3. John is two weeks away from turning two. I look back to getting the diagnosis (we were given that by a doctor who we had never met, before we even got to hold our son), and I remember being so scared of what the adult years would bring. Who would take care of him? Would taking care get in the way of my daughters persuing their dreams? Would he be happy? Would he be lonely? That concern is still very real for me; I’m still not good at not looking to far ahead. I never worried about loving him. I did worry about all of the medical issues at first; especially since he needed open heart surgery. I guess, to answer your question, I wish I knew how easy it would be to see how much he loved us. I wish I knew that while we felt connected to him; he would feel equally connected to us.

  4. When I recently read the book, Gifts, that was a common theme in the mothers’ stories – that looking back, they wished they had known they were going to be okay. And that’s what I wish. When I read the very early posts in my blog, I cry because I remember so well being just completely flooded with feelings of fear and hopelessness and despair. And only a short 6 months later, here we are . . . still learning, still coming to terms, but okay. Very okay.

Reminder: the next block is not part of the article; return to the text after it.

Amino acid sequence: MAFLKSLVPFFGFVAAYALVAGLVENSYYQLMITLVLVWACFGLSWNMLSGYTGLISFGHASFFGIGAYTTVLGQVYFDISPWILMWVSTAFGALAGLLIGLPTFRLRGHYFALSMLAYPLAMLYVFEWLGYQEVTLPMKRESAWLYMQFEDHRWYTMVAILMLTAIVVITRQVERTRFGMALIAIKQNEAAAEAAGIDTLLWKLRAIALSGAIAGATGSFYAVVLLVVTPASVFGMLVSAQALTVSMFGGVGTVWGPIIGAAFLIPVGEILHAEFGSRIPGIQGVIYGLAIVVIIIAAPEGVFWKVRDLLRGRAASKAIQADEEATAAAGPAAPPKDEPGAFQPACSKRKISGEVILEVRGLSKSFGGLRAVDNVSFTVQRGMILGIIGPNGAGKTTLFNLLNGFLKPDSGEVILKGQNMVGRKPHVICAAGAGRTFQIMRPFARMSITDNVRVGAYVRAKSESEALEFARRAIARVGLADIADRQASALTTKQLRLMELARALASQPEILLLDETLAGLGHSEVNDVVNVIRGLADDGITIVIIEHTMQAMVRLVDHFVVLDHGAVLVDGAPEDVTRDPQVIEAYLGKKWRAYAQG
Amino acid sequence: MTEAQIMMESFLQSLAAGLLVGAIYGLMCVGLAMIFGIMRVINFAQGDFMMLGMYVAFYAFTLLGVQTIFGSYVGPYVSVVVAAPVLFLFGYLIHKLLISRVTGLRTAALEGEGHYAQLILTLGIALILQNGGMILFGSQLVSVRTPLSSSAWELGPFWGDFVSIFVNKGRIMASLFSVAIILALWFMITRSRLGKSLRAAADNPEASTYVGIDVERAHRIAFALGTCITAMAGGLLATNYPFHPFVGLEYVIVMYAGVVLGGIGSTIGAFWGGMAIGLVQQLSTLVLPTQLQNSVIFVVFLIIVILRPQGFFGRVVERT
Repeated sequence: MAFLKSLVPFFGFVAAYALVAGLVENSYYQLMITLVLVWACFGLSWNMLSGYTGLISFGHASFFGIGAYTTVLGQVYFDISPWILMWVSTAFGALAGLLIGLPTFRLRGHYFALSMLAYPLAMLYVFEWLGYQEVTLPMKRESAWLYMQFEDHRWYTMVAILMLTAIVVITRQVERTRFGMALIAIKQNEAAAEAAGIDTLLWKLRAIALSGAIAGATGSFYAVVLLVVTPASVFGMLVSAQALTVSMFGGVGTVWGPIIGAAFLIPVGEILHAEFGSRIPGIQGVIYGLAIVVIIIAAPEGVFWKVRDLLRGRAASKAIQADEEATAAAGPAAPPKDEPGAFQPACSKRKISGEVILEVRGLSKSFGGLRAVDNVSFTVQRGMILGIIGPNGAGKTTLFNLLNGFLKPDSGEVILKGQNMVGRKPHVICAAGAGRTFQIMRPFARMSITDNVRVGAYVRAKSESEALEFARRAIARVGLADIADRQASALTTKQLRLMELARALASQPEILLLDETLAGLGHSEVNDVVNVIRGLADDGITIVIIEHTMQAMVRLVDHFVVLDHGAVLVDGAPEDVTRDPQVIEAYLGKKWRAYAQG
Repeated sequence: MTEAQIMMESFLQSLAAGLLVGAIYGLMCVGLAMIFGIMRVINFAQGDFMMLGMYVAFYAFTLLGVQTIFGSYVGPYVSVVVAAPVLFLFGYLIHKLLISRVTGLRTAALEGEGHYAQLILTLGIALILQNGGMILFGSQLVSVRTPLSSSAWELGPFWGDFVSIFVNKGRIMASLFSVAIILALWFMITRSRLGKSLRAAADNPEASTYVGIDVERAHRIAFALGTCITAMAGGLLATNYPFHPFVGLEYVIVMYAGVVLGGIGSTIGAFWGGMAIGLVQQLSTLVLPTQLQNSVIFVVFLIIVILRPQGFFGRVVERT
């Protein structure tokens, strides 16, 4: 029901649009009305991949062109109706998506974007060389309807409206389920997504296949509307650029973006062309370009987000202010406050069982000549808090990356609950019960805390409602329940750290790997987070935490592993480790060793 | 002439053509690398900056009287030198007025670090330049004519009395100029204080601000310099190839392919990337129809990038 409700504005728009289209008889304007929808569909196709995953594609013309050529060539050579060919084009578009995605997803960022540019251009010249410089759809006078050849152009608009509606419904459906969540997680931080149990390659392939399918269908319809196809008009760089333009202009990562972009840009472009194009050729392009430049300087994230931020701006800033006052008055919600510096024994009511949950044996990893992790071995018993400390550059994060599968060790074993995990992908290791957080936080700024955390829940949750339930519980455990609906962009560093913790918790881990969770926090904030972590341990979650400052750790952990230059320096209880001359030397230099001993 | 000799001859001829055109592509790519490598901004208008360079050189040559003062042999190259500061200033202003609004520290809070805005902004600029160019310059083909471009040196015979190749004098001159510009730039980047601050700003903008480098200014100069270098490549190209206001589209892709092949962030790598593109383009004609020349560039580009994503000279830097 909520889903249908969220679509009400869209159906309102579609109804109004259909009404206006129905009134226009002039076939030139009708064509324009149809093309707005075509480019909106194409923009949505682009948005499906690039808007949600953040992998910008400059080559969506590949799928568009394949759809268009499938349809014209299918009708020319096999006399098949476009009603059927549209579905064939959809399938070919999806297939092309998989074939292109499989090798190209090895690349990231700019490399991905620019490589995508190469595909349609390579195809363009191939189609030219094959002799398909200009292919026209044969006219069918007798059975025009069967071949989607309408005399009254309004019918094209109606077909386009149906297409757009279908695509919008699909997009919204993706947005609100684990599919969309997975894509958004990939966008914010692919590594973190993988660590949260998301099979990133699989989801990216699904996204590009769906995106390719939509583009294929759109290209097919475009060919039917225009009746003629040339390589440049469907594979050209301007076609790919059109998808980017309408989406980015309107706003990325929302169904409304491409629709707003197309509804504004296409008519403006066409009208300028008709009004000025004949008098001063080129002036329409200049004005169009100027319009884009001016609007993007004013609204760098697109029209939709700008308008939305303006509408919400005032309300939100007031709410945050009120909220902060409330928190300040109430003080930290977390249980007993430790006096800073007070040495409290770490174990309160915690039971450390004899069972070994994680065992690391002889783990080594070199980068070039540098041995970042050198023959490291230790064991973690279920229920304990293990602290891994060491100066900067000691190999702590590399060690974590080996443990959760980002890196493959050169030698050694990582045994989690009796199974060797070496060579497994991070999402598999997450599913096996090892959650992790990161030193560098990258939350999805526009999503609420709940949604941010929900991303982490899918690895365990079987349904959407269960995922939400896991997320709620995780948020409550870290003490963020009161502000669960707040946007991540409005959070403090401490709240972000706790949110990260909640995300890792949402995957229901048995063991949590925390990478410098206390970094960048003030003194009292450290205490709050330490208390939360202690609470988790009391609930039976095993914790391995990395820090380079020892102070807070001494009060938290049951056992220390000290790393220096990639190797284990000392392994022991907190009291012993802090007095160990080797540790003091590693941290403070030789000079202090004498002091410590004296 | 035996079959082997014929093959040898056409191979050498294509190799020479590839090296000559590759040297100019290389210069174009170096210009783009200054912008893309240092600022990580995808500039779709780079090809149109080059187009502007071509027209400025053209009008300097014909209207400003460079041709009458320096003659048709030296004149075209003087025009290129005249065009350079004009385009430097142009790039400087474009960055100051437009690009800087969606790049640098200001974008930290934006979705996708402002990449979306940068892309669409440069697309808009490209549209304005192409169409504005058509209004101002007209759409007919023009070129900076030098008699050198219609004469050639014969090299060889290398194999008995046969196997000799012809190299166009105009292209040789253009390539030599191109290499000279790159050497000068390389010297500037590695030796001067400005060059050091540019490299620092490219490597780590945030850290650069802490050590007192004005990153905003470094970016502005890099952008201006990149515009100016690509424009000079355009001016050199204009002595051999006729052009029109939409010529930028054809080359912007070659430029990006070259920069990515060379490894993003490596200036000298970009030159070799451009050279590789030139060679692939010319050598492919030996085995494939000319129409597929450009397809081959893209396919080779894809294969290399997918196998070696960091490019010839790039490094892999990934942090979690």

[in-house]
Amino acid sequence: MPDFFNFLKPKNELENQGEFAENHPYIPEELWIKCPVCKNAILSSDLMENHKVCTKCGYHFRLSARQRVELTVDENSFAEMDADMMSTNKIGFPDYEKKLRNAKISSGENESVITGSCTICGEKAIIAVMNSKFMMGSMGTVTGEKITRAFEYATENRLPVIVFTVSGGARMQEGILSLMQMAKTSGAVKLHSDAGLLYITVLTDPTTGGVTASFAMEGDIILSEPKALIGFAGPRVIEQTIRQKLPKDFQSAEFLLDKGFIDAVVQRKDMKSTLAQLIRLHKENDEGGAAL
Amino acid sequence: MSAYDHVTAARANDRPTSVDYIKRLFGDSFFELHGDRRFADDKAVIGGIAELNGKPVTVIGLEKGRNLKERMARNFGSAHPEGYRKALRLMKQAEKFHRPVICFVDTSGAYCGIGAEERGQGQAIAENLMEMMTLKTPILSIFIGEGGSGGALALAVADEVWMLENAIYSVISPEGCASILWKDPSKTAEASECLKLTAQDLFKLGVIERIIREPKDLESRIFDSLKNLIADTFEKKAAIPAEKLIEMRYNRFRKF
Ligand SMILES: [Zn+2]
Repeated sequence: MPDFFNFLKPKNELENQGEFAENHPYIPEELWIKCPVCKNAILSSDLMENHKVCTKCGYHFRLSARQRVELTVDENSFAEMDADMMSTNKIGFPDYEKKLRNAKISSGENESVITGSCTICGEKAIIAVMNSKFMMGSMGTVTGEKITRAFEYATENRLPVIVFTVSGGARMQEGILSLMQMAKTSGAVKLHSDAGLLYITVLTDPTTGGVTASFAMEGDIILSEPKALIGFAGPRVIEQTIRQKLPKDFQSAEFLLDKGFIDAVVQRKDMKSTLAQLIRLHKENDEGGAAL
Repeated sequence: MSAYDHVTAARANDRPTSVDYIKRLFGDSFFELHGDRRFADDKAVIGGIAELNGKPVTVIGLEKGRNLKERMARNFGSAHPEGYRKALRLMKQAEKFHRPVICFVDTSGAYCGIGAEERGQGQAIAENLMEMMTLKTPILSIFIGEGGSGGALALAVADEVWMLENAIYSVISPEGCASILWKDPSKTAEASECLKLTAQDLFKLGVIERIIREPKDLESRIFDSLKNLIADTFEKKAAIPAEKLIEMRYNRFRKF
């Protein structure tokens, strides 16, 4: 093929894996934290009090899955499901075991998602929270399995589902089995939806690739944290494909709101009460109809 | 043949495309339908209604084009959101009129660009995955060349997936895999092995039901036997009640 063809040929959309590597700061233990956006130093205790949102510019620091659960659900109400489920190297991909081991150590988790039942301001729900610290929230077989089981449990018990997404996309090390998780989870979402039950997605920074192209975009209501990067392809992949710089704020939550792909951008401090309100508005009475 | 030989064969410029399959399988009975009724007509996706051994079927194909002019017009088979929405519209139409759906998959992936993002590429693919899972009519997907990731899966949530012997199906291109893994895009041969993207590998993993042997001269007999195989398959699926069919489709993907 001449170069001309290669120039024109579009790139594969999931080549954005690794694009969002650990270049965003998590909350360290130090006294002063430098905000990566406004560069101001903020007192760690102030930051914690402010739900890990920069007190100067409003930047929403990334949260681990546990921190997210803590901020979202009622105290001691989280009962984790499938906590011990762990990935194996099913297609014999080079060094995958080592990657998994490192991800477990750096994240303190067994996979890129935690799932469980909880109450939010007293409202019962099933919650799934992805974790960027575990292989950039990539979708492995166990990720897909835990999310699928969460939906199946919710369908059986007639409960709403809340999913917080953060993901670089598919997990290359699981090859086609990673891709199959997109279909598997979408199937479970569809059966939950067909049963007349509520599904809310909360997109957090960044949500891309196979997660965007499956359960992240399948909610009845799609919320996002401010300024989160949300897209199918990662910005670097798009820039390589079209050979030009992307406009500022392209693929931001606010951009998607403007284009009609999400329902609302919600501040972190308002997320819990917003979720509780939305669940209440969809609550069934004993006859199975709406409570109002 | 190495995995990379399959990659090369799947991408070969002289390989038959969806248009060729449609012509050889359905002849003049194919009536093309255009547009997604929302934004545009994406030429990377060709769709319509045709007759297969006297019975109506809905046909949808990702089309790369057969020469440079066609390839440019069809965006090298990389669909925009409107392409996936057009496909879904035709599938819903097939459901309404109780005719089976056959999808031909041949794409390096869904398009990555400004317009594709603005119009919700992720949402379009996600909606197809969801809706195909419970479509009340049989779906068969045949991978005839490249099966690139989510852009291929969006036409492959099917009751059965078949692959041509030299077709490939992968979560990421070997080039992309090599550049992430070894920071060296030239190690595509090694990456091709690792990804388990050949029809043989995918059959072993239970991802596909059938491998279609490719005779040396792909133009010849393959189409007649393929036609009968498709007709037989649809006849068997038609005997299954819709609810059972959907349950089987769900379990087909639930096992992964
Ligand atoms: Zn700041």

5. We’re four years into our “knowing” and I wish I would have known that loving my son was going to be *so* easy.

    One of my big questions when given the diagnosis was “Can I love this baby enough?” (Selfish, huh?)

    Turns out, I love this son of mine so much that I often hear “Mommy, go away!”. LOL!

  6. As we’re only a few months in my “what I wished I’d known” relate to the period between diagnosis and birth. Like Jennifer I wish I had known that Down’s syndrome is nothing to be afraid of. I wish I’d known (or believed) that children with Down’s syndrome are more like other children than they are different. I wish I’d spent more time looking forward to G’s arrival rather than worrying about it. I wish the information about the fantastic services that are available for G had been given to us when his Down’s syndrome was diagnosed (or at the latest once it was clear we were going to continue with the pregnancy) rather than after he was born.